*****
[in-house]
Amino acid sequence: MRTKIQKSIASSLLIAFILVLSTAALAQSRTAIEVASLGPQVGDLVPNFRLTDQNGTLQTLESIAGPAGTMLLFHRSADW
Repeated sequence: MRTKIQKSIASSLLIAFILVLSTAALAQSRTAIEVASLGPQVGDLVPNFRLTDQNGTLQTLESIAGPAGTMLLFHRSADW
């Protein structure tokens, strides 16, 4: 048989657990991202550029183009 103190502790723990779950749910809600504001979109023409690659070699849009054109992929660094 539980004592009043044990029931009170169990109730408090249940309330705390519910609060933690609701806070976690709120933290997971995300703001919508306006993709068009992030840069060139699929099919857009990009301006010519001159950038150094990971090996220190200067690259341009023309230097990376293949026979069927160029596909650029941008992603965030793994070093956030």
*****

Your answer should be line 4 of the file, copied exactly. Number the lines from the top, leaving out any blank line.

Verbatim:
């Protein structure tokens, strides 16, 4: 048989657990991202550029183009 103190502790723990779950749910809600504001979109023409690659070699849009054109992929660094 539980004592009043044990029931009170169990109730408090249940309330705390519910609060933690609701806070976690709120933290997971995300703001919508306006993709068009992030840069060139699929099919857009990009301006010519001159950038150094990971090996220190200067690259341009023309230097990376293949026979069927160029596909650029941008992603965030793994070093956030």